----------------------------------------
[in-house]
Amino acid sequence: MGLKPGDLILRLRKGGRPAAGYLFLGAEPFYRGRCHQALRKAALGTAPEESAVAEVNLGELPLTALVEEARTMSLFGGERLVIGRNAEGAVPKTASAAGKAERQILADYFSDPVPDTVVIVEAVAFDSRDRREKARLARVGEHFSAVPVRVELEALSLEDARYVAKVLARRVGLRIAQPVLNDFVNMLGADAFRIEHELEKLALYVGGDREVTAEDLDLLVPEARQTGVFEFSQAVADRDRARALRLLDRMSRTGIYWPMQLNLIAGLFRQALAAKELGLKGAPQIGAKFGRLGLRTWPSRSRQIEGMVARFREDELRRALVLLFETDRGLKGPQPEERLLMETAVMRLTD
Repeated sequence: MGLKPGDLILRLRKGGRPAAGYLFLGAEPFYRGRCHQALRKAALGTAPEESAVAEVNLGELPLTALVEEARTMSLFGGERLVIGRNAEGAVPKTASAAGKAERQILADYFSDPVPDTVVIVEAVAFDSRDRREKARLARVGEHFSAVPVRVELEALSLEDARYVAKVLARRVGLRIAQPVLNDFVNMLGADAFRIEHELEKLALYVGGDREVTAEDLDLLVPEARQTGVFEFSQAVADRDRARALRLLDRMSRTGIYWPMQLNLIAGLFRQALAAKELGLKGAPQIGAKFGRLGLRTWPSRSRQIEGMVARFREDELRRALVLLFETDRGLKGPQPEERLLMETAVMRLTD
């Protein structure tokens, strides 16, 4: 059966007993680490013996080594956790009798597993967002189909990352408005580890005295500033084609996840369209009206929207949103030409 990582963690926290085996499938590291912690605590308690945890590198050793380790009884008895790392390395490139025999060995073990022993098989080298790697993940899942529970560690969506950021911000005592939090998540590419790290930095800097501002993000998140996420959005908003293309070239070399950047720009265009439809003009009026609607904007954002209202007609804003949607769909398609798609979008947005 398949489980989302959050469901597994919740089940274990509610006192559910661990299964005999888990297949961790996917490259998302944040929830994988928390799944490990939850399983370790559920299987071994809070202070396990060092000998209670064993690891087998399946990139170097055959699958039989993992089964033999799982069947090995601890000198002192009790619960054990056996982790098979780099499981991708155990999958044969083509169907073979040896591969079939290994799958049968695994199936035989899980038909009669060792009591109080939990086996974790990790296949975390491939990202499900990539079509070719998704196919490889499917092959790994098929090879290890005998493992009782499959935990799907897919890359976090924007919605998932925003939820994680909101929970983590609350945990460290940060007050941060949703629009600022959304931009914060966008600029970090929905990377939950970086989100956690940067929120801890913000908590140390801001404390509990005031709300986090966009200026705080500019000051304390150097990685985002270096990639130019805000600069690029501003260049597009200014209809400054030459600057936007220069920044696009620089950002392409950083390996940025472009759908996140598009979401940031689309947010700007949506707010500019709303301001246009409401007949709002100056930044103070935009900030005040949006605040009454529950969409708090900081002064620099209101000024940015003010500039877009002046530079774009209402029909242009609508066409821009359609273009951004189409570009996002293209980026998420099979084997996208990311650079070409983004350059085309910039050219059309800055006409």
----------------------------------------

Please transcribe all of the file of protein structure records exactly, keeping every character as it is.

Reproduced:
[in-house]
Amino acid sequence: MGLKPGDLILRLRKGGRPAAGYLFLGAEPFYRGRCHQALRKAALGTAPEESAVAEVNLGELPLTALVEEARTMSLFGGERLVIGRNAEGAVPKTASAAGKAERQILADYFSDPVPDTVVIVEAVAFDSRDRREKARLARVGEHFSAVPVRVELEALSLEDARYVAKVLARRVGLRIAQPVLNDFVNMLGADAFRIEHELEKLALYVGGDREVTAEDLDLLVPEARQTGVFEFSQAVADRDRARALRLLDRMSRTGIYWPMQLNLIAGLFRQALAAKELGLKGAPQIGAKFGRLGLRTWPSRSRQIEGMVARFREDELRRALVLLFETDRGLKGPQPEERLLMETAVMRLTD
Repeated sequence: MGLKPGDLILRLRKGGRPAAGYLFLGAEPFYRGRCHQALRKAALGTAPEESAVAEVNLGELPLTALVEEARTMSLFGGERLVIGRNAEGAVPKTASAAGKAERQILADYFSDPVPDTVVIVEAVAFDSRDRREKARLARVGEHFSAVPVRVELEALSLEDARYVAKVLARRVGLRIAQPVLNDFVNMLGADAFRIEHELEKLALYVGGDREVTAEDLDLLVPEARQTGVFEFSQAVADRDRARALRLLDRMSRTGIYWPMQLNLIAGLFRQALAAKELGLKGAPQIGAKFGRLGLRTWPSRSRQIEGMVARFREDELRRALVLLFETDRGLKGPQPEERLLMETAVMRLTD
């Protein structure tokens, strides 16, 4: 059966007993680490013996080594956790009798597993967002189909990352408005580890005295500033084609996840369209009206929207949103030409 990582963690926290085996499938590291912690605590308690945890590198050793380790009884008895790392390395490139025999060995073990022993098989080298790697993940899942529970560690969506950021911000005592939090998540590419790290930095800097501002993000998140996420959005908003293309070239070399950047720009265009439809003009009026609607904007954002209202007609804003949607769909398609798609979008947005 398949489980989302959050469901597994919740089940274990509610006192559910661990299964005999888990297949961790996917490259998302944040929830994988928390799944490990939850399983370790559920299987071994809070202070396990060092000998209670064993690891087998399946990139170097055959699958039989993992089964033999799982069947090995601890000198002192009790619960054990056996982790098979780099499981991708155990999958044969083509169907073979040896591969079939290994799958049968695994199936035989899980038909009669060792009591109080939990086996974790990790296949975390491939990202499900990539079509070719998704196919490889499917092959790994098929090879290890005998493992009782499959935990799907897919890359976090924007919605998932925003939820994680909101929970983590609350945990460290940060007050941060949703629009600022959304931009914060966008600029970090929905990377939950970086989100956690940067929120801890913000908590140390801001404390509990005031709300986090966009200026705080500019000051304390150097990685985002270096990639130019805000600069690029501003260049597009200014209809400054030459600057936007220069920044696009620089950002392409950083390996940025472009759908996140598009979401940031689309947010700007949506707010500019709303301001246009409401007949709002100056930044103070935009900030005040949006605040009454529950969409708090900081002064620099209101000024940015003010500039877009002046530079774009209402029909242009609508066409821009359609273009951004189409570009996002293209980026998420099979084997996208990311650079070409983004350059085309910039050219059309800055006409």